Hematoxylin and eosin and Masson’s trichrome staining
Mouse bladders were soaked overnight in 4% paraformaldehyde. The tissues were cut into 5-μm paraffin sections for bladder fibrosis analysis. According to the protocol, the paraffin sections were stained with hematoxylin and eosin (H&E) and Masson’s trichrome. The amount of collagen, the number of smooth muscle cells, and the ratio of collagen to smooth muscle cells were calculated by using an image analysis system (ImageJ 1.80). The ratio of collagen to smooth muscle cells was used to quantify the degree of fibrosis in the bladder tissue.
Immunohistochemical (IHC) staining for streptavidin-peroxidase (SP) was used to detect FN1 expression in bladder tissue. After sectioning, conventional dewaxing, gradient ethanol hydration, and antigen retrieval were performed in sequence. Subsequently, the sections were incubated with 3% hydrogen peroxide for 20 min, blocked with serum for 10 min, and incubated with the primary antibody rabbit anti-mouse FN1 (ab45688; Abcam, USA; 1:200) overnight at 4 °C. The sections were then incubated with horseradish peroxidase-labeled goat anti-rabbit secondary antibody (ab205718; Abcam, USA; 1:2000) for 30 min and stained with DAB (Sigma, USA). After counterstaining with hematoxylin, all slides were hydrated, clarified, fixed and observed, and the positive cell index was determined.
Cell proliferation assay
Cell proliferation was tested using a Cell Counting Kit 8 (CCK8) (CK04; DOJINDO, Japan; 10 µl) assay. The BSMCs to be transfected were inoculated into 96-well plates. Each well was inoculated with approximately 1000 cells, and 6 replicate wells were assayed for each group. After 24, 48, 72 and 96 h of transfection, 10 μl of CCK8 reagent was added to each well and incubated for 1 h. Sample absorbance was read at 450 nm on a microplate reader (SpectraMax-M5, Sunnyvale, CA).
After 48 h of transfection, cells were treated with 0.25% trypsin and harvested. Approximately 1 × 105 cells were counted, fixed with 75% cold ethanol (Solarbio Life Sciences, Shanghai, China) for 4 h, and then treated with 0.5% Triton-X100 for 10 min. Triton-X100 was removed by centrifugation, and the cells were stained with 200 μl propidium iodide (PI) (BD, USA) at room temperature for 30 min in the dark. A flow cytometer (ACCURI C6 PLUS, BD, USA) was used to analyze the cell cycle, and the experiments were repeated three times. Similarly, cells were treated with 0.25% trypsin without ethylenediaminetetraacetic acid. Approximately 1 × 105 cells were counted, and 10 μl Annexin V-fluorescein isothiocyanate (FITC) (BD, USA) and PI (BD, USA) each was added and incubated at room temperature for 15 min in the dark. The rate of apoptosis (percentage of apoptotic cells relative to the total number of cells) was estimated by flow cytometry. Representative results of three independent experiments are shown.
Western blot assay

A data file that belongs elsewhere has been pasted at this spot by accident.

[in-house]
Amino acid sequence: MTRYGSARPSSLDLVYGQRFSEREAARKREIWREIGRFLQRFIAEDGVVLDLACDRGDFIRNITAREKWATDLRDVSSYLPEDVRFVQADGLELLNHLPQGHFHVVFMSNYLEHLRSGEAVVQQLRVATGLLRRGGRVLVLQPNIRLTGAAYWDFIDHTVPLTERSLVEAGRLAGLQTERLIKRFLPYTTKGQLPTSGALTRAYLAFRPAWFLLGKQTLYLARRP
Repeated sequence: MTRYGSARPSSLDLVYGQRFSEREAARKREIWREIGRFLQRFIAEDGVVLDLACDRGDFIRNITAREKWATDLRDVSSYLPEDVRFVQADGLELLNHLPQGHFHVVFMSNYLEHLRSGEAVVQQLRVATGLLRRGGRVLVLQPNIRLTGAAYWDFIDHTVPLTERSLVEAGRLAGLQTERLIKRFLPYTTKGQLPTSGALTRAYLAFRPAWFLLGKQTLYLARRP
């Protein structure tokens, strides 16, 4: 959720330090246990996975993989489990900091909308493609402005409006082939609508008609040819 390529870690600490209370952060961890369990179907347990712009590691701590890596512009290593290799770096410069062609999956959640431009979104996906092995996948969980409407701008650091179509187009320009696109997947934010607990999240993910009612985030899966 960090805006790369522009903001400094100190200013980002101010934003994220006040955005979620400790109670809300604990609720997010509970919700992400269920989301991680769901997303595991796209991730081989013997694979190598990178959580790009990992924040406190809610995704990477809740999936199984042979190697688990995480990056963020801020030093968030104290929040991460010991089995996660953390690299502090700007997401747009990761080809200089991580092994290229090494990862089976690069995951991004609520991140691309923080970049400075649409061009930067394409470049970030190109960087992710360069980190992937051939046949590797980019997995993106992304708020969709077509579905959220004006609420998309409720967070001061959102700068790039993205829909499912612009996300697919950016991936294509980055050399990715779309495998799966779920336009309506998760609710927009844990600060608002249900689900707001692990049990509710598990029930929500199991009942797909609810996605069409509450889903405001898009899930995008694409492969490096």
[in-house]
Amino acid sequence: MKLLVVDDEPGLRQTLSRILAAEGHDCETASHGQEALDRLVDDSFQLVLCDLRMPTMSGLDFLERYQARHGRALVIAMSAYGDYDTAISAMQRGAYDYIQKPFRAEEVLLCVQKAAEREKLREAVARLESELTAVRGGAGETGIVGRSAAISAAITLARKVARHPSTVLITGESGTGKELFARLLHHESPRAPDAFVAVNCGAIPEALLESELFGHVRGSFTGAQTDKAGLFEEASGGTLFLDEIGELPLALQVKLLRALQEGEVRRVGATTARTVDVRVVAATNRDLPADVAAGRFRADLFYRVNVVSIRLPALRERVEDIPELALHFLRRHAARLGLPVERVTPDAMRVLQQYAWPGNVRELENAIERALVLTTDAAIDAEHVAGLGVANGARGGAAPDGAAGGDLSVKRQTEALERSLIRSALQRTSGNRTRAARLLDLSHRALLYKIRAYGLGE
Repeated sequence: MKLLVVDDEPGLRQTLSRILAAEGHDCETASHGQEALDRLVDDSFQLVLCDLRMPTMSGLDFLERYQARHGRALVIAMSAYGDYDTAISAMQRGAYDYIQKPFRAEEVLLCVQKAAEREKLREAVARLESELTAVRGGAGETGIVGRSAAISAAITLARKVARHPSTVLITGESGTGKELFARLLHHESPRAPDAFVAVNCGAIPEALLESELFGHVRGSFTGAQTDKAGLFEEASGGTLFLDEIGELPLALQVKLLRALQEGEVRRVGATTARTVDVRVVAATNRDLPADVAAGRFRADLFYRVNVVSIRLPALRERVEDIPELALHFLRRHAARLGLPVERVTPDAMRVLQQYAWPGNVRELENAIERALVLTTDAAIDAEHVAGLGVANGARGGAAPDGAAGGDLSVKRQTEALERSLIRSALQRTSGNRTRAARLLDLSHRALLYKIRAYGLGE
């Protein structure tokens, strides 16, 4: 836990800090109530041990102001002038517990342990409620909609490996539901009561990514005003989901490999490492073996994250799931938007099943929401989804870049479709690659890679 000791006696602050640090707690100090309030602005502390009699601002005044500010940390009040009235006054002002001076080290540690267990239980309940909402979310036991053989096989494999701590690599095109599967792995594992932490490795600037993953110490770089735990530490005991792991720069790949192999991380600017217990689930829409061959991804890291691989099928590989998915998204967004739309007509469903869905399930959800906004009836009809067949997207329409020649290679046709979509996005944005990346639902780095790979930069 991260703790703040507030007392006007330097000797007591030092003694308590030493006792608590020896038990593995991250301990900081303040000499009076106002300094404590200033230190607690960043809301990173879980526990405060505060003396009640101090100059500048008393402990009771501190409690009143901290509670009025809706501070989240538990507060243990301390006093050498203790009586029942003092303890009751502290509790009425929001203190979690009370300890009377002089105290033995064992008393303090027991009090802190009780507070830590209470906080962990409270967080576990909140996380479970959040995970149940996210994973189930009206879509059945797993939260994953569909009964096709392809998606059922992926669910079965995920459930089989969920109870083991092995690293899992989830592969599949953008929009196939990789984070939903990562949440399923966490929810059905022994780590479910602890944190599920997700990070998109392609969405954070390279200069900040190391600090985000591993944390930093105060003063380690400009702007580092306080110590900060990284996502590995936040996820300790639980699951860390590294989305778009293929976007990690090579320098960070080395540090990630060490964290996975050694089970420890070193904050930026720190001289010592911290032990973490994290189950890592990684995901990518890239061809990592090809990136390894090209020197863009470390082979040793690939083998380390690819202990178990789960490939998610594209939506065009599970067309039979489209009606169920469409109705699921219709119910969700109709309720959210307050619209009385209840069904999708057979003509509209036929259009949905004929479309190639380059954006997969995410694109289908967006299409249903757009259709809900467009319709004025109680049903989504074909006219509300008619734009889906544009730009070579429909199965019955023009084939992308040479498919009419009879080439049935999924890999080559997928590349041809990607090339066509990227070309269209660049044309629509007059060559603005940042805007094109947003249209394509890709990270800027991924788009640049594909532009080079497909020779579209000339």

An equal amount of each protein sample (20 μg) was separated using 12% sodium dodecyl sulfate polyacrylamide gel electrophoresis (SDS-PAGE) at 120 V. The proteins were transferred to a polypropylene difluoride (PVDF) membrane at a constant flow of 400 mA for 5 h under ice bath conditions. The PVDF membrane was incubated for 30 min at room temperature in 5% skim milk to block nonspecific banding. Then, the PVDF membrane was incubated with rabbit anti-mouse-FN1 (ab45688; Abcam, USA; 1:10,000) or anti-β-actin (AC026; ABclonal, Wuhan, China; 1:10,000) primary antibody at 4 °C overnight. After washing once with TBS and 3 times with TBST, the PVDF membrane was incubated with horseradish peroxidase-conjugated goat anti-rabbit IgG secondary antibody (AS003; ABclonal, Wuhan, China; 1:10,000) for 1 h at room temperature. The PVDF membrane was washed 5 times with TBST, and the proteins of interest were detected using an enhanced chemiluminescence (ECL) system. Densitometry analysis of the protein bands was performed using ImageJ software (National Institutes of Health, Bethesda, MA, USA) and normalized to the gray value of β-actin. This experiment was replicated three times.
All data were obtained from three independent replicates and are shown as the mean ± standard deviation. Comparisons between two sets of samples were performed using Student's t test. One-way ANOVA or two-way ANOVA was used for comparisons between single-factor or two-factor multiple groups. P < 0.05 was chosen to represent a statistically significant difference. Statistical analysis was performed using SPSS software (SPSS for Windows 21.0; SPSS Inc., Chicago, IL, USA).
EAE induced bladder wall fibrosis in mice
On the 10th day after immunization, EAE mice were observed to show signs of neurological deficits, while the normal control mice (immunized with CFA alone) were normal. We found that the symptoms of EAE mice were not persistent but rather presented a cycle of sustained remission-relapse. However, mice in the remission phase were not completely normal and still had tail weakness. Figure 1a shows the mean CS score of mice in the EAE model group from day 0 to day 50. The control group (NC) did not show any clinical symptoms throughout the time period. Fifty days after immunization, the mice were scored by CS, including 10 in the NC group, 7 in the CS1 group, 9 in the CS2 group, 12 in the CS3 group, and 2 in the CS4 group. At 50 days postimmunization, the bladder-body weight ratio was significantly higher for the EAE model group (CS1/2/3 group) than for the NC group (Fig. 1b , P < 0.0001), whereas the mean body weight was not significantly different between NC mice and EAE mice (Table 3, P > 0.05).
To further determine whether prolonged urinary retention of the neurogenic bladder can lead to bladder wall fibrosis, we performed histological and morphological analyses by H&E and Masson’s trichrome staining. Only the degree of bladder smooth muscle layer tissue fibrosis was evaluated. H&E and Masson’s staining showed that the CS3 group was significantly more fibrous than the NC group (Fig. 1c, P < 0.01). Only the degree of bladder smooth muscle layer tissue fibrosis was evaluated. These results suggest that the higher the CS score of EAE mice is, the more severe the bladder fibrosis is.
FN1 expression in EAE-induced fibrotic bladder tissue